one on campus outside the
confines of the School of
Music had ever heard of
these operas. So who would
plan to go? I went because
I'm a real fan of opera and I
had a friend in the cast. Then
I sent my husband thenext
evening because the perfor-
mance was so rewardingly
entertaining. The Daily could
have provided a true service
to its readership by squeezing
the review into Friday's paper
and giving people a chance to
be informed about an oppor-
tunity they would otherwise
miss. Who else but the Daily
can make that kind of differ-
ence on campus?
MARY CRAIG
UNIVERSITY STAFF
Students
should be
able to rush
the field

um (where several students
were trampled when they
stormed the field several
years ago) because their
poorly designed stadium has
another fence to be scaled to
get on to the field once fans
leave the stands. Michigan
stadium does not have this
and chances of injury are
minimal to nonexistent.
Instead of employing
more officers to keep us off
of the field, the University
should have people in the
aisles to make sure that we
rush the field in an orderly
manner. I was at the Virginia
game in 1995, when
Michigan won on a last-sec-
ond touchdown; students
stormed the field then and
there were no injuries. Iwas
at the Northwestern game
last year and their students
stormed the field. Once
again, no injuries. When
Missouri fans rushed the
field after they thought they
had beaten Nebraska last
week, there were no injuries.
Rushing the field is danger-
ous in stadiums that are
designed poorly. Ours is not.
Rushing the field is a
time-honored college tradi-
tion that we should be able to
participate in, especially if
we win a game as huge as
tomorrow's. Why shouldn't
we be able to enjoy this in a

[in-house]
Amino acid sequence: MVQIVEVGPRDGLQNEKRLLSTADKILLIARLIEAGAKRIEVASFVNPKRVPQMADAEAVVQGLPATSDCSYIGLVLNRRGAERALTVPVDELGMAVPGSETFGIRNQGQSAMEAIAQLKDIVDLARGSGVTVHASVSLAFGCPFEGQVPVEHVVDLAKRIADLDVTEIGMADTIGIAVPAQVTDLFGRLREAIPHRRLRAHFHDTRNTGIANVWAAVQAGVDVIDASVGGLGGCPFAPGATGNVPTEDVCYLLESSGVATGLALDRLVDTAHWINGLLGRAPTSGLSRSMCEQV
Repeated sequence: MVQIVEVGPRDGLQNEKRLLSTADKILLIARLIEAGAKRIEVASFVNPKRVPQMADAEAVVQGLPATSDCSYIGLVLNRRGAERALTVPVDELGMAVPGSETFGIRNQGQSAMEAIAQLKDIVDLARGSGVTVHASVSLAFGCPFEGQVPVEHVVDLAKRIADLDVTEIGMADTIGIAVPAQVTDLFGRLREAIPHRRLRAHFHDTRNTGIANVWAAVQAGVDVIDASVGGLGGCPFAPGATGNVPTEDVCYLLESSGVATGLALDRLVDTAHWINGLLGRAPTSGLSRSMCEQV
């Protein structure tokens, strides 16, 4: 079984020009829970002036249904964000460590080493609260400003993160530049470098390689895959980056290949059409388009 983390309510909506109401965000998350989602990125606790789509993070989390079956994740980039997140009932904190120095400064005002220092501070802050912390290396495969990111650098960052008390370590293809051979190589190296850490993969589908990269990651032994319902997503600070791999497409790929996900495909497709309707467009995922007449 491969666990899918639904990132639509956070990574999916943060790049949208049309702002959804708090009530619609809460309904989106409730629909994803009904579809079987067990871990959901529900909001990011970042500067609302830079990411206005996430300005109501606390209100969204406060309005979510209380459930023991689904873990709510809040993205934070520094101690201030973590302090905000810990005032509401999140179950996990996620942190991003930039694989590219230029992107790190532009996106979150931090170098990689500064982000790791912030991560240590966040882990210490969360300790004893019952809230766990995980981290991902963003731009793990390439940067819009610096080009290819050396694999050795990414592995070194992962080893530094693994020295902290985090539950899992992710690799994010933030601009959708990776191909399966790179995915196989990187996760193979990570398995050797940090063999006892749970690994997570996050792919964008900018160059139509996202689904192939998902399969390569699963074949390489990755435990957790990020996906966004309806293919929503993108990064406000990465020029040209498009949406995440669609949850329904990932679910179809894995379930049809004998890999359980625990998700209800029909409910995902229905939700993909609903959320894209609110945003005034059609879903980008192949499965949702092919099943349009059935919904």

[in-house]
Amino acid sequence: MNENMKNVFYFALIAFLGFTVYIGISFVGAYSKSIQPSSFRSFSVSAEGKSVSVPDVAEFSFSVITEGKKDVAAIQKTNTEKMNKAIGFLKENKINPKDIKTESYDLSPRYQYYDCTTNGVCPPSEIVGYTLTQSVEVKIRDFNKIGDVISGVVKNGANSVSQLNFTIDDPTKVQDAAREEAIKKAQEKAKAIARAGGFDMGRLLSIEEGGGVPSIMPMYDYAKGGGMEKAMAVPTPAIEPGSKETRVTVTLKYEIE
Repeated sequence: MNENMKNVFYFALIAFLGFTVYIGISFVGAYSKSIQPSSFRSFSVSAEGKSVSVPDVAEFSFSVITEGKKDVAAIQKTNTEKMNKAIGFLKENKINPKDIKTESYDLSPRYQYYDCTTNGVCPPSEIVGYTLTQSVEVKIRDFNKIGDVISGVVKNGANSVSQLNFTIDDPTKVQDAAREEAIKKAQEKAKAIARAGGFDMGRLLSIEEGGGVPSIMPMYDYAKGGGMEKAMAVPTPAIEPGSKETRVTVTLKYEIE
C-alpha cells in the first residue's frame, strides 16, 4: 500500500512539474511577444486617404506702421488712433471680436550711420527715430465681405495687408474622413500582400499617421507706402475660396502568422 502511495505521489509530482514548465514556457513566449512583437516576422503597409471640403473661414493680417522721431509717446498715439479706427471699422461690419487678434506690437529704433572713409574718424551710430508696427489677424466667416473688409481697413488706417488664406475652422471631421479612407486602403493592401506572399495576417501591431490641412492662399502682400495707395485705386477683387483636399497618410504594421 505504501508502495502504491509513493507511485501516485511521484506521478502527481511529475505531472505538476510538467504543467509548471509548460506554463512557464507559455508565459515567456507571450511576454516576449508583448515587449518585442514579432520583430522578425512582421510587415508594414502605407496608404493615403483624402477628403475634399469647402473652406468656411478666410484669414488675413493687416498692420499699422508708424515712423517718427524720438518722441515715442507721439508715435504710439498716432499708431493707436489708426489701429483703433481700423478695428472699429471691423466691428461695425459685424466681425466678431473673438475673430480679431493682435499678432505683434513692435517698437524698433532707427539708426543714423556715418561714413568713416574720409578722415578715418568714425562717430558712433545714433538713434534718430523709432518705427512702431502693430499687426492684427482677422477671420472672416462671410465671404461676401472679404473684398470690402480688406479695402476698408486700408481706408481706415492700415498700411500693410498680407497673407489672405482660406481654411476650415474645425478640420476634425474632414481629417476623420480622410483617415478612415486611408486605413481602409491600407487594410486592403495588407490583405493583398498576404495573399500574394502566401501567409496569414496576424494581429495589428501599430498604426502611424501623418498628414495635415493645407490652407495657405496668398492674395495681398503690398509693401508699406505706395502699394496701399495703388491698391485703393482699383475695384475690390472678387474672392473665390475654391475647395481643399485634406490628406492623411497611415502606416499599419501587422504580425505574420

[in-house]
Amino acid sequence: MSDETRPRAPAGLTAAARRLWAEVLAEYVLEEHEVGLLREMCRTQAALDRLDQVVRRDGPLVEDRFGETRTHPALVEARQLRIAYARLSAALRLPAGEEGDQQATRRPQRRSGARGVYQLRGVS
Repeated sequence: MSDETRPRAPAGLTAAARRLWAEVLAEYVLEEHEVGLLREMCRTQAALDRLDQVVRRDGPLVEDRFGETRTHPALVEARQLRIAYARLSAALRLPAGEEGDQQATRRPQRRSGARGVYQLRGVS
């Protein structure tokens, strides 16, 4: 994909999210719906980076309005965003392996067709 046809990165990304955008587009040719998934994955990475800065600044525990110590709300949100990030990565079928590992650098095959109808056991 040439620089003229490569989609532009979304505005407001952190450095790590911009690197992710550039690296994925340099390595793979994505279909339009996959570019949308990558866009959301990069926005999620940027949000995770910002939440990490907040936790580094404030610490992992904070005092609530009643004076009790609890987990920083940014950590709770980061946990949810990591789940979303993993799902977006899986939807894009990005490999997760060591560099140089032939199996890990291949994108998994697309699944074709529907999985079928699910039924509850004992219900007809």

safe manner? University offi-
cials and police officers are
here to serve the student
body, not vice versa. They
should not be threatening to
arrest us.
If the student body wishes
to rush the field, they should
be able to. Those students
who choose not to can
remain in the stands. I am not
advocating that students rush
the field but simply stating
that we should be allowed to
if we so desire. Go Blue, beat
the Buckeyes!
MIKE KHOMUTIN
ENGINEERING SENIOR
MSA Website
reduces
candidates'
clutter
TO THE DAILY
The concerns well
expressed by Edward Chusid
("Campaign 'hoopla' detracts
'from real issues," 11/18/97)
were the exact reasons the
Michigan Student Assembly
developed its new election
information Website.
However, its power to elimi-
nate paper waste and return
the focus of elections to
plans and ideas is contingent
on its use. Candidates made
Angell Hall an obscene mess
this week because they
believe it will get them elect-

Anyway, the first thing this journal-
ist said when Frank came on was, "
guess that long hair makes you a girl'
Zappa simply responded, "I guess
that wooden leg makes you a table'
The moral of the story isn't to rip on
the disabled (what kind of outfit did yoi
think we were running here?) or even
the old standby of "Do unto others,